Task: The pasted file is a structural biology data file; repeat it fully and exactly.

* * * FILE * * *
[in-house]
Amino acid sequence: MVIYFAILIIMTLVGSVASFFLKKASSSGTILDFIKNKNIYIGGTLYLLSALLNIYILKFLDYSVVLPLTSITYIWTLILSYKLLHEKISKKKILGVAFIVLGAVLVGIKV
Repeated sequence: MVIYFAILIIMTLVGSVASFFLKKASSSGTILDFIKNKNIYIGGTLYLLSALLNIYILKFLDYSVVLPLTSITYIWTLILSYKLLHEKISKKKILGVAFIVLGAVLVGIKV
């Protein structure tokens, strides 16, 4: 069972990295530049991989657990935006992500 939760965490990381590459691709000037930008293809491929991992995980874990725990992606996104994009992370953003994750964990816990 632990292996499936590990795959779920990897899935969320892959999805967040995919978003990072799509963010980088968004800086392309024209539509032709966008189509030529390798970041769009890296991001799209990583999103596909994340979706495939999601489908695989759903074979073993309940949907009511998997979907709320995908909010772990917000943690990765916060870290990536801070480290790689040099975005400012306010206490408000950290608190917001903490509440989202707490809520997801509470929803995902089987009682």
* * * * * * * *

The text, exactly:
[in-house]
Amino acid sequence: MVIYFAILIIMTLVGSVASFFLKKASSSGTILDFIKNKNIYIGGTLYLLSALLNIYILKFLDYSVVLPLTSITYIWTLILSYKLLHEKISKKKILGVAFIVLGAVLVGIKV
Repeated sequence: MVIYFAILIIMTLVGSVASFFLKKASSSGTILDFIKNKNIYIGGTLYLLSALLNIYILKFLDYSVVLPLTSITYIWTLILSYKLLHEKISKKKILGVAFIVLGAVLVGIKV
């Protein structure tokens, strides 16, 4: 069972990295530049991989657990935006992500 939760965490990381590459691709000037930008293809491929991992995980874990725990992606996104994009992370953003994750964990816990 632990292996499936590990795959779920990897899935969320892959999805967040995919978003990072799509963010980088968004800086392309024209539509032709966008189509030529390798970041769009890296991001799209990583999103596909994340979706495939999601489908695989759903074979073993309940949907009511998997979907709320995908909010772990917000943690990765916060870290990536801070480290790689040099975005400012306010206490408000950290608190917001903490509440989202707490809520997801509470929803995902089987009682």